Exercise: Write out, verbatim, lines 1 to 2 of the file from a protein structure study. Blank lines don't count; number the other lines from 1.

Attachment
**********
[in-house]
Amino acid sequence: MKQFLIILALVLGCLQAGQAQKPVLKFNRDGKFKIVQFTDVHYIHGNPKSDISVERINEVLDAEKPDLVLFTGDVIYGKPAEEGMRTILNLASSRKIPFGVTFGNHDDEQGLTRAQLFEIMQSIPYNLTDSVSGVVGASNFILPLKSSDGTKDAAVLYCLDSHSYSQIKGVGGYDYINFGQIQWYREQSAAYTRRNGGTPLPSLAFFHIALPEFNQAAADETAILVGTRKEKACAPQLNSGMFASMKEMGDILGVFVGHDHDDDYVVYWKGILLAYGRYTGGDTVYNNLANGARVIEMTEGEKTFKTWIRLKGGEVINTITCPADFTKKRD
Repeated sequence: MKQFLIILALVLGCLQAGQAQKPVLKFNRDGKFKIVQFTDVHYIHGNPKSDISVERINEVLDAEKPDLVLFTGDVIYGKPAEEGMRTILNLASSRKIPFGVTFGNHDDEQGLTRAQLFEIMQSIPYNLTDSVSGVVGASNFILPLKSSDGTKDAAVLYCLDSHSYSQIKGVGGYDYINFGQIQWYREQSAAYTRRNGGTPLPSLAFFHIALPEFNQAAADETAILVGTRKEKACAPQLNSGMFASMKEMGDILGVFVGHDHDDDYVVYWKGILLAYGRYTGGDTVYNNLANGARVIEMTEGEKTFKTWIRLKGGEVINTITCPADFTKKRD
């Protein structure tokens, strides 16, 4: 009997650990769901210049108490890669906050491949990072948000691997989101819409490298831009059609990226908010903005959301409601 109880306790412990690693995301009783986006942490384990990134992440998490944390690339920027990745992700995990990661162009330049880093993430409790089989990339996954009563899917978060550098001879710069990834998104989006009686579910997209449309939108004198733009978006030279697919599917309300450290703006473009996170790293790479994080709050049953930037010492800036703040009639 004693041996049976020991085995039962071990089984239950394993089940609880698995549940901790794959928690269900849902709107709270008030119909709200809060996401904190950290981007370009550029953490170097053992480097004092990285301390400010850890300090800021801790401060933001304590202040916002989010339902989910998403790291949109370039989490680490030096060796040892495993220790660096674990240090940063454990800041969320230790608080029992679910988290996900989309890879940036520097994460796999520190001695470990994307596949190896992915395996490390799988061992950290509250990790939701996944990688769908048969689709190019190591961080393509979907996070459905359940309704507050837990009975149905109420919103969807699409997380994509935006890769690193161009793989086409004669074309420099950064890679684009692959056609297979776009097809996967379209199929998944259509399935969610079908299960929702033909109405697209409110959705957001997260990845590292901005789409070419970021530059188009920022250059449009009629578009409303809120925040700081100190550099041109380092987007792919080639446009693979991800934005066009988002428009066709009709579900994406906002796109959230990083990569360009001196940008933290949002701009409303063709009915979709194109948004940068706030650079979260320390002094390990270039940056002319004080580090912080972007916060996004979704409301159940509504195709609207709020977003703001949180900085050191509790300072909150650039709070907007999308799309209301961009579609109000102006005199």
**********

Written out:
[in-house]
Amino acid sequence: MKQFLIILALVLGCLQAGQAQKPVLKFNRDGKFKIVQFTDVHYIHGNPKSDISVERINEVLDAEKPDLVLFTGDVIYGKPAEEGMRTILNLASSRKIPFGVTFGNHDDEQGLTRAQLFEIMQSIPYNLTDSVSGVVGASNFILPLKSSDGTKDAAVLYCLDSHSYSQIKGVGGYDYINFGQIQWYREQSAAYTRRNGGTPLPSLAFFHIALPEFNQAAADETAILVGTRKEKACAPQLNSGMFASMKEMGDILGVFVGHDHDDDYVVYWKGILLAYGRYTGGDTVYNNLANGARVIEMTEGEKTFKTWIRLKGGEVINTITCPADFTKKRD